Opinion

Organ donors ‘contribute to humankind’

Becoming an organ donor is as easy as filling out a form when you renew your driver’s license.

This summer my family will come together to celebrate two milestones: my 19th birthday and the fourth anniversary of my little brother’s liver transplant.

We always have two cakes every July 9th to honor the two special occasions. My brother and I sit side by side, smiling while our family sings, “Happy birthday to Jayna and Tommy’s liver.”

I am thrilled to be able to share my birthday with such a meaningful event for my brother.

Tommy suffered from severe liver damage as a result of his cystic fibrosis. When we received the call that he was able to get a liver transplant, he had been on the waiting list for about a year.

Right now, there are more than 120,000 people in the United States who are waiting on that call, according to LiveOnNY, the second largest federal organ procurement organization in the country. And about 18 people die every day waiting for a transplant.

But one organ donor can save up to eight of these lives. That is why it’s essential we all become organ donors. There’s no excuse to reject this simple responsibility — it requires very little effort and can create such a large impact on the lives of others.

Michael Ruggieri, an anatomy and cell biology professor, said he can’t think of one reason someone wouldn’t become an organ donor.

People can become organ donors by simply signing a form when they get their driver’s licenses renewed.

“We make a lot of use out of organ transplant donors,” Ruggieri said. “And my driver’s license says ‘organ donor’ underneath the picture on it.”

Taydra Fahie, a junior engineering major, is not an organ donor because she shares a common misconception. Some people think they will not receive urgent medical treatment if they have “organ donor” marked on their licenses.

SASHA LASAKOW | THE TEMPLE NEWS

“I feel like if I get into an accident, I feel that if something happens to me, [first responders] would not try as much as they would, just because I am an organ donor,” Fahie said.

“They’re not going to take your organs until you’re finished with them,” Ruggieri said. “It’s not like they’re going to come knock on your door and say, ‘We came here to take your liver from you.’”

Before Aikia Powell started working as a transplant representative at the Lewis Katz School of Medicine, even she shared this common misconception. This is actually the exact opposite of what would happen during a medical emergency, Powell said.

“If you get in an accident and you die on the scene, you don’t meet the requirement now to be an organ donor,” Powell said. “You physically have to be in a hospital, and you have to get to intensive care to be an organ donor.”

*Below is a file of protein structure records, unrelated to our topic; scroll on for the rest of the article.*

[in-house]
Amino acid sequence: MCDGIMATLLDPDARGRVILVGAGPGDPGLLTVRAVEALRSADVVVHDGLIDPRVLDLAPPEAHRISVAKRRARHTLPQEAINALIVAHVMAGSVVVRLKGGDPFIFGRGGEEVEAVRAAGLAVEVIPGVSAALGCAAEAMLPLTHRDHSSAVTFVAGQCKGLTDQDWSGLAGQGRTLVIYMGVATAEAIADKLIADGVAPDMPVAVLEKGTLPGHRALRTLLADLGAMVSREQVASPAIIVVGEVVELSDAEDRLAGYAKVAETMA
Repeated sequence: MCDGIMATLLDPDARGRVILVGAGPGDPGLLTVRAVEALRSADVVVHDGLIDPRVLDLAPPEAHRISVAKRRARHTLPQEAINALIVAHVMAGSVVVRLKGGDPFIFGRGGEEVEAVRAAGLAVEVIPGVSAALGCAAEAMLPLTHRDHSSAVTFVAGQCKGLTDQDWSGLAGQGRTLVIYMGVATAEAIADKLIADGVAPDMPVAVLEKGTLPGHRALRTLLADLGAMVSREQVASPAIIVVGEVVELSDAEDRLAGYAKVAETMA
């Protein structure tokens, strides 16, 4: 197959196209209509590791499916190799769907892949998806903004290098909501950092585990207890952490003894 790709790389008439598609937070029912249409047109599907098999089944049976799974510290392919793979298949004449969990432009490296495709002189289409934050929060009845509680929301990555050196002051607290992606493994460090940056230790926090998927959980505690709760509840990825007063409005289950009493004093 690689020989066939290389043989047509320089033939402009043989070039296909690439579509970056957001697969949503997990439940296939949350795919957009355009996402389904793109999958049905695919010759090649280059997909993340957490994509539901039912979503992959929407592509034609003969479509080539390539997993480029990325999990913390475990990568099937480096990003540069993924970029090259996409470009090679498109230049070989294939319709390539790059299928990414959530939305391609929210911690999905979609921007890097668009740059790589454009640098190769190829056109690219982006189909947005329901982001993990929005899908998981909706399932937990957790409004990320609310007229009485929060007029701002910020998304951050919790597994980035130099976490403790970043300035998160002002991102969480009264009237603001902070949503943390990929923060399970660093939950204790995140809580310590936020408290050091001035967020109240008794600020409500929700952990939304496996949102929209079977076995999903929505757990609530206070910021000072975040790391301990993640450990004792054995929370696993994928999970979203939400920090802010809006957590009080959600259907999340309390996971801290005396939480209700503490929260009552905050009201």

Of course, it’s hard for students to consider planning for our deaths during college. But if the unexpected happens, organ donation is a way to bring some good out of the bad.

It is hard for me to find a valid reason not to be an organ donor, considering the impact I could possibly make on someone’s life, like another organ donor did for my brother.

“There are a lot of people who are alive today just because of people who have donated organs,” Ruggieri said. “And it’s a way for you to continue to contribute to humankind even after you have passed on.”

Chaviva Galapo, a freshman business administration and legal studies major, said she is proud to be an organ donor and thinks it is an important humanitarian act.

“I know people who have needed organ donations, and if I can help out somebody else, that’s the most important thing,” Galapo said. “I’m Jewish and I’m not allowed to donate my organs, but to me that’s more important than the religious aspect.”

The reality is that our healthy organs are not going to do any good if we aren’t around to use them.

If the unthinkable happens, you should not take the chance of having your organs go to waste. Perhaps the only bright side to a medical tragedy is that your life could save up to eight more lives after you’ve passed.

I am so thankful for the person whose organs saved Tommy’s life. He wouldn’t be alive today without his new liver.

While he still suffers from cystic fibrosis, he does not get sick as often as he used to, he no longer has jaundiced skin and eyes and he is able to play sports without getting so tired.

I hope many more children like him get a second chance at life due to the kindness of one stranger.

Jayna Schaffer can be reached at jayna.alexandra.schaffer@temple.edu.

Jayna Schaffer

can be reached at jayna.schaffer@temple.edu
The Temple News Jayna Schaffer

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